Parkinson's Disease support group

The Parkinson's Disease support group met June 13, at the Faulkner County Library. Two new persons were in attendance.

Printed copies of the report for the May meeting were distributed. It was announced that the publication Neurology Now is now titled Brain & Life. The name change became effective with the April/May 2018 issue.

Those present were encouraged to check the Roundabout in the Log Cabin to keep informed about upcoming meetings and events.

Handouts were distributed and discussed, beginning with Fast Fixes for What Ails You.

The handout lists 21 fast fixes to help a person fill better and enjoy life. Examples are:


Take a power nap. Just a 5, 10 or 20 minute nap can help increase energy.
Give or get a hug. Scientists have found that hugging releases Oxytocin — the "feel good" hormone.
Make a donation. Giving to a good cause makes one feel happier.
Watch a sitcom. Laughing releases cells responsible for improved immune function, which have a domino effect on lots of other cells.
Drink water. Even a slight dip in hydration levels can cause fatigue.
Enjoy a piece of chocolate. A bit of dark chocolate a day may help prevent diabetes, according to the British Journal of Nutrition.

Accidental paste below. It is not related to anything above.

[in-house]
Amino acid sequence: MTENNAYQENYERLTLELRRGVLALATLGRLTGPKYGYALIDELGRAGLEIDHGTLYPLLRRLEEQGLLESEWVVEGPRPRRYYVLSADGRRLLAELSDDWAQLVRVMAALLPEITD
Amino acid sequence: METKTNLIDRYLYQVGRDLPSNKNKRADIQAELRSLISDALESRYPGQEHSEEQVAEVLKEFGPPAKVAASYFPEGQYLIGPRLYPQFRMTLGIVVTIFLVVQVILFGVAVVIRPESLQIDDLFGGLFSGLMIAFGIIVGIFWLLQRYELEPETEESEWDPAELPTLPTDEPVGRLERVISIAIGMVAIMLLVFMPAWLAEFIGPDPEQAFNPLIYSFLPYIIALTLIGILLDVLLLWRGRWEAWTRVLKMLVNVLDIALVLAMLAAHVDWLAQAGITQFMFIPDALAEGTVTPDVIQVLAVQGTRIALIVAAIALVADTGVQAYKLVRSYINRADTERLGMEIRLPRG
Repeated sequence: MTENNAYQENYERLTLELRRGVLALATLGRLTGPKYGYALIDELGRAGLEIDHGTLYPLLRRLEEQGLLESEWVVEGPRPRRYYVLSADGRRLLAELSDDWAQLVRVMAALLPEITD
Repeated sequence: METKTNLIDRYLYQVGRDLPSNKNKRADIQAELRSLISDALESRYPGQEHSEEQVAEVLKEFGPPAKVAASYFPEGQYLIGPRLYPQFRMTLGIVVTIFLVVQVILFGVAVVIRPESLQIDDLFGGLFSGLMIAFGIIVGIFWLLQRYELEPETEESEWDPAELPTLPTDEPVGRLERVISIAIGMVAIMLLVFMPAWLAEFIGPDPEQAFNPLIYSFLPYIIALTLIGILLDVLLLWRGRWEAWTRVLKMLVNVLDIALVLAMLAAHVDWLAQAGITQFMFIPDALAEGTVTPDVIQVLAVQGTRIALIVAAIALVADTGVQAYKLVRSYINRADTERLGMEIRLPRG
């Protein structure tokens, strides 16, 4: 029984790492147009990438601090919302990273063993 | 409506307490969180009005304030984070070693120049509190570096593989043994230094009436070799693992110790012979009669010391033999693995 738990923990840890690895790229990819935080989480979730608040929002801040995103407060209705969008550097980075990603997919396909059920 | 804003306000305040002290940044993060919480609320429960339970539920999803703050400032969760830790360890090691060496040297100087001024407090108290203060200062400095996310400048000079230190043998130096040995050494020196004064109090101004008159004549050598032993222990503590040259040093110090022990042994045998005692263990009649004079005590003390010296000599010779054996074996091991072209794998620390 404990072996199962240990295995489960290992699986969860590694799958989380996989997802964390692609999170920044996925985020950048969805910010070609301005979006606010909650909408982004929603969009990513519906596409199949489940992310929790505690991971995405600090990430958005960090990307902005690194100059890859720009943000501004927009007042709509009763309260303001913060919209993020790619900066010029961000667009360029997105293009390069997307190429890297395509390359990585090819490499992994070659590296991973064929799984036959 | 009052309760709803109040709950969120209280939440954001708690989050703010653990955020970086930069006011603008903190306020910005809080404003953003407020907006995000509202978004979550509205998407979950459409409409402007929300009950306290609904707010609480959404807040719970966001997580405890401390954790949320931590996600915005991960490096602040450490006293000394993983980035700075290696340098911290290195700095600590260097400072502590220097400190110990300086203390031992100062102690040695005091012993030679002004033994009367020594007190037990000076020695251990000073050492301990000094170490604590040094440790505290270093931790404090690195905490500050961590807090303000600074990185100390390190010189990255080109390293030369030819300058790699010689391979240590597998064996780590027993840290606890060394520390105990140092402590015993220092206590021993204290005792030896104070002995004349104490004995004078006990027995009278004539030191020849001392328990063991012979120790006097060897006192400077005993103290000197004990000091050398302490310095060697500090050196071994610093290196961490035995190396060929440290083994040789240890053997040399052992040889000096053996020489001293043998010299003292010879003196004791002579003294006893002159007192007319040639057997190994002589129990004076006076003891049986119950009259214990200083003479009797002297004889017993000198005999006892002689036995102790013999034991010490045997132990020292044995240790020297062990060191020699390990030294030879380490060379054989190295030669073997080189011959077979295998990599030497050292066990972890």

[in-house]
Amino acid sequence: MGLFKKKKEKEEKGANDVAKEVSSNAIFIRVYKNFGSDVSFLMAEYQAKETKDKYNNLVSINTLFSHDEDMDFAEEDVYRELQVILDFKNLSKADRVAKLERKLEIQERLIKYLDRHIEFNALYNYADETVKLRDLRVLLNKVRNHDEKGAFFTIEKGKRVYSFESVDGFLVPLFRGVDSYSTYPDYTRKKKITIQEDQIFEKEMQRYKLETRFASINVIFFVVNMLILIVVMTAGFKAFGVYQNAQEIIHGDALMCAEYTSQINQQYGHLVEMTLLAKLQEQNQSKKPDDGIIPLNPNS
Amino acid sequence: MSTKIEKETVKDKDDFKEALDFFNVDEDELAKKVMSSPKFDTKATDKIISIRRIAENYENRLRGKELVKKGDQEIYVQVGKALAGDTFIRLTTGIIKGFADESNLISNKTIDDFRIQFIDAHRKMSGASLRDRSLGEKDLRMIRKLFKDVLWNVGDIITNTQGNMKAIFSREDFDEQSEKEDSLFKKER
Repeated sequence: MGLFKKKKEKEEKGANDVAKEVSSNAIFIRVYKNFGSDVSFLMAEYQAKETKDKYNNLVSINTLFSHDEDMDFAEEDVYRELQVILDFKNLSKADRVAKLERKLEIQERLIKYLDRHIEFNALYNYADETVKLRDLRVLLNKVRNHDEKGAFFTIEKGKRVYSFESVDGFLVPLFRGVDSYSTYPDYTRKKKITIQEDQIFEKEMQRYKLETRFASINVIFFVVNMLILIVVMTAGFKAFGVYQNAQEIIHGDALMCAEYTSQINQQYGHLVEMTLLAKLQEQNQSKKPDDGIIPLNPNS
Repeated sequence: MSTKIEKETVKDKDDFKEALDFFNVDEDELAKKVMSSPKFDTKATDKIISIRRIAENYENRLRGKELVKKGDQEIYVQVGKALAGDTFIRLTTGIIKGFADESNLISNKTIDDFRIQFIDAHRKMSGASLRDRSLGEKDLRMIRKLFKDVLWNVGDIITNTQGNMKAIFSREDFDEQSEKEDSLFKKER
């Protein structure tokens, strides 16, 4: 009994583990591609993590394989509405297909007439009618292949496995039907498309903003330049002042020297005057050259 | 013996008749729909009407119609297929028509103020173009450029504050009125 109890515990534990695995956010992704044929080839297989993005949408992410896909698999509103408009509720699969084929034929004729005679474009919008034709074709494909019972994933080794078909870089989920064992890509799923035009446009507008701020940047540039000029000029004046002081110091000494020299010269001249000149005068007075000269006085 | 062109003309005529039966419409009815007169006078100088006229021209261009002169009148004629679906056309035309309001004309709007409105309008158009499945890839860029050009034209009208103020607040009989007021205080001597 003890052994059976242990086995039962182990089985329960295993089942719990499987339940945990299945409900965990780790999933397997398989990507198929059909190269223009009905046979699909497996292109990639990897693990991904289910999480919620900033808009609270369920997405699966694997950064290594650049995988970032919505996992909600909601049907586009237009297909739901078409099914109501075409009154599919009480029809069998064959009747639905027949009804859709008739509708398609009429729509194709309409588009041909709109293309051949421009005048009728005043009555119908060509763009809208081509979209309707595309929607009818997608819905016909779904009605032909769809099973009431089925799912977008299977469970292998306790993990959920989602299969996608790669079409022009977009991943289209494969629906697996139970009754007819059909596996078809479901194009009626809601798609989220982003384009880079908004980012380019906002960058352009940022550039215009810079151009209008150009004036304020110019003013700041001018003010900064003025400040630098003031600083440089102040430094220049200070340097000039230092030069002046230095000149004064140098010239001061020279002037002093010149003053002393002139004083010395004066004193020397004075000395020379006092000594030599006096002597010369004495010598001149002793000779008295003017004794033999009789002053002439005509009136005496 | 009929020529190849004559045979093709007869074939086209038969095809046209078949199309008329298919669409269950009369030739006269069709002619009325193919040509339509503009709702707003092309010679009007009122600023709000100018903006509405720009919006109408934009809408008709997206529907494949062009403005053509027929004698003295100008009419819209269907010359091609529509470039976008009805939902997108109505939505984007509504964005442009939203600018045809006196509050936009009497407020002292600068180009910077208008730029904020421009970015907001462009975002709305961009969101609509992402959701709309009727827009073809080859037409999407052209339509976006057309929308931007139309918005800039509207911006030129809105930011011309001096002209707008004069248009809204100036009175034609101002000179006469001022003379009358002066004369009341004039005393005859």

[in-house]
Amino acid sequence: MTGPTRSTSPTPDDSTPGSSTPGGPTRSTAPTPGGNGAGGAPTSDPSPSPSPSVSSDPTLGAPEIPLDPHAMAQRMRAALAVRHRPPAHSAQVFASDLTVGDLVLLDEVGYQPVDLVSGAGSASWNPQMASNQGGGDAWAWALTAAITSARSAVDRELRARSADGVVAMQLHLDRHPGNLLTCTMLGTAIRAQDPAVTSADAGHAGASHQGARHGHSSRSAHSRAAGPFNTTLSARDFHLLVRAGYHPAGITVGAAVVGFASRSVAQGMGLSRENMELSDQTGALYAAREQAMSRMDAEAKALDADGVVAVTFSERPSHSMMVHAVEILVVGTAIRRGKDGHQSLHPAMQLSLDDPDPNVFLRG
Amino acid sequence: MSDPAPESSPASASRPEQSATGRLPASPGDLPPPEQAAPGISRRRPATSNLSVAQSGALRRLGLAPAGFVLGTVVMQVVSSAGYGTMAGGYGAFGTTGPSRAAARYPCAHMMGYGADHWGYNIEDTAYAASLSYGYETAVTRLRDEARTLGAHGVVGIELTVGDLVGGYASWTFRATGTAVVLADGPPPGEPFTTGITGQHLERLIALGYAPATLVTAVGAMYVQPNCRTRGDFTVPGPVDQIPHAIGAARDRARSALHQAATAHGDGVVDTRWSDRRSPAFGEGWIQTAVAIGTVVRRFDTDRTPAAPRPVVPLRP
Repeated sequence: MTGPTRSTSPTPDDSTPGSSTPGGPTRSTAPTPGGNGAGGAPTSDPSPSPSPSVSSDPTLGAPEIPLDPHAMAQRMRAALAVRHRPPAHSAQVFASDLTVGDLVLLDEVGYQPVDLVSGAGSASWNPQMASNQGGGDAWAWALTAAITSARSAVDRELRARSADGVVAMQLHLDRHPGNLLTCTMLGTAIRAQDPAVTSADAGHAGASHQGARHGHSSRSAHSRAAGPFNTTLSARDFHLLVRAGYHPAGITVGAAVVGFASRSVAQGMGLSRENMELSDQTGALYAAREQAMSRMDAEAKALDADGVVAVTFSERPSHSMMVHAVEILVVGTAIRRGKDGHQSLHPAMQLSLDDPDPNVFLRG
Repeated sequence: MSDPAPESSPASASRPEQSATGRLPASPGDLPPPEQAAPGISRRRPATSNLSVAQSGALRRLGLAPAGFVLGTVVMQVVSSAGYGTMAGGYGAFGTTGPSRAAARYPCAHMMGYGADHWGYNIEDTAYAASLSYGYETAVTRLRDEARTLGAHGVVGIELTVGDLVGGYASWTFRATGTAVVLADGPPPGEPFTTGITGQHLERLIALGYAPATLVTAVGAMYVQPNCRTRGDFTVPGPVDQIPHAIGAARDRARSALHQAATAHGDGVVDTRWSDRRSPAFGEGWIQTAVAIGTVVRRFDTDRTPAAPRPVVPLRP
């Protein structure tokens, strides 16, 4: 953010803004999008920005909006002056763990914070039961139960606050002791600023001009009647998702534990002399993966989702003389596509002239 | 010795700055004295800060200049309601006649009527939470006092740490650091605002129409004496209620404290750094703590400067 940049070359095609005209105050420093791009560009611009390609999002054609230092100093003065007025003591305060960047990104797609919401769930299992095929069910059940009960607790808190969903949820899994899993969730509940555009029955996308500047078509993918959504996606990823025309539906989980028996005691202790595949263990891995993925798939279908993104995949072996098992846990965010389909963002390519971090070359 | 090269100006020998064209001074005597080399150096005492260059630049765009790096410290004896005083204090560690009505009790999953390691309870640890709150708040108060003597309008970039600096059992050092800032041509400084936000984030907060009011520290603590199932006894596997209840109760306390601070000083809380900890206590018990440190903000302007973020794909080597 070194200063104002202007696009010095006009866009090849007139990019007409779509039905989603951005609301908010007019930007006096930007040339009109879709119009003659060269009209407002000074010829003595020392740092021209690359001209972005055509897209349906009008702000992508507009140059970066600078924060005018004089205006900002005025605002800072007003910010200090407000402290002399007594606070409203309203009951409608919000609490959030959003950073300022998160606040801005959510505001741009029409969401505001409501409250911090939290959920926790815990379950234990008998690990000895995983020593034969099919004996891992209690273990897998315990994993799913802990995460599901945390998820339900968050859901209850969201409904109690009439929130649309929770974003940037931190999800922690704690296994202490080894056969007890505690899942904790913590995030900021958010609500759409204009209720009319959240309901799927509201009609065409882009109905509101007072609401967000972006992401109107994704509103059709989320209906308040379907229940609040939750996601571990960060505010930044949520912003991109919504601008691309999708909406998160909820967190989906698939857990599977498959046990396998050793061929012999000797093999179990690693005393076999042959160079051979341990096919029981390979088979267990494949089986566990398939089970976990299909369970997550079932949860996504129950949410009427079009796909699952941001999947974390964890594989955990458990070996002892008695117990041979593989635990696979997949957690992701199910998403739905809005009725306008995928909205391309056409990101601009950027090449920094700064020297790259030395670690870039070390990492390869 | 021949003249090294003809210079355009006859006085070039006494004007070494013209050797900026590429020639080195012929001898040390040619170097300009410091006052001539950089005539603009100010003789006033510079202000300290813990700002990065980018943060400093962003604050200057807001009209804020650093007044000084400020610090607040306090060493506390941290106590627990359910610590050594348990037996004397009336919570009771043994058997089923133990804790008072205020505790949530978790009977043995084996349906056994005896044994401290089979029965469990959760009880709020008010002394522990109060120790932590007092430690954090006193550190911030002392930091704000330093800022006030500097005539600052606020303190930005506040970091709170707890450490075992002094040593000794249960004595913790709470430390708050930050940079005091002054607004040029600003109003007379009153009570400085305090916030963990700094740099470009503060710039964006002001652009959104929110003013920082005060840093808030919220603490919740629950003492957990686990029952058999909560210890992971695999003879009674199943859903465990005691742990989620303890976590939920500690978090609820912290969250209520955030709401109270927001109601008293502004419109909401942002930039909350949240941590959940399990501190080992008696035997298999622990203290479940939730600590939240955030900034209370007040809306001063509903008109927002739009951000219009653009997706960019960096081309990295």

Slip off your shoes. Walking barefoot lessens pressure on one's knee joints.
Wash dishes by hand. Putting your hands in warm water not only helps to relax your muscles, but also eases stiffness.
Write it down. When something is bothering you, jot it down before going to bed and list how you are going to fix it. Studies have shown that you will sleep better.

Another handout listed signs of Parkinson's including tremors, stiffness, rigidity, small handwriting, dragging feet, slowed thinking, sleep disturbances, lessened facial expressions and low, soft voice. Those present shared what they first noticed, which included tremors, fatigue and slowness. Most all agreed that they realized after the PD diagnosis that they had the disease quite some time prior.

Martha Hicks received the door prize: a book titled God, Golf and Parkinson's by Barbara Hogg from El Dorado. Mrs. Hogg is a five year Deep Brain Stimulation surgery patient who is able to live a full, active life.

According to this month's issue of Brain & Life, DBS is like a pacemaker for the brain. Electrodes are implanted in one or both sides of the brain and connected to a pulse generator placed under the skin of the chest. The electrodes send signals to brain cells that regulate motor function. The goal is to block the abnormal nerve signals that cause PD symptoms. The surgery is performed while the patient is awake, so they can provide feedback that help surgeons position the electrodes in the optimal position.

Refreshments were served from a table covered with a multi-color cloth and decorated with an arrangement of multi-color roses. Pretzels, chocolate striped cookies, peanut butter cookies, and Mississippi Mud Cake were enjoyed by those present.

The next meeting of the support group will be July 11 at the McGee Center in Conway.

For more information, call 501-329-6282 or 501-246-1972.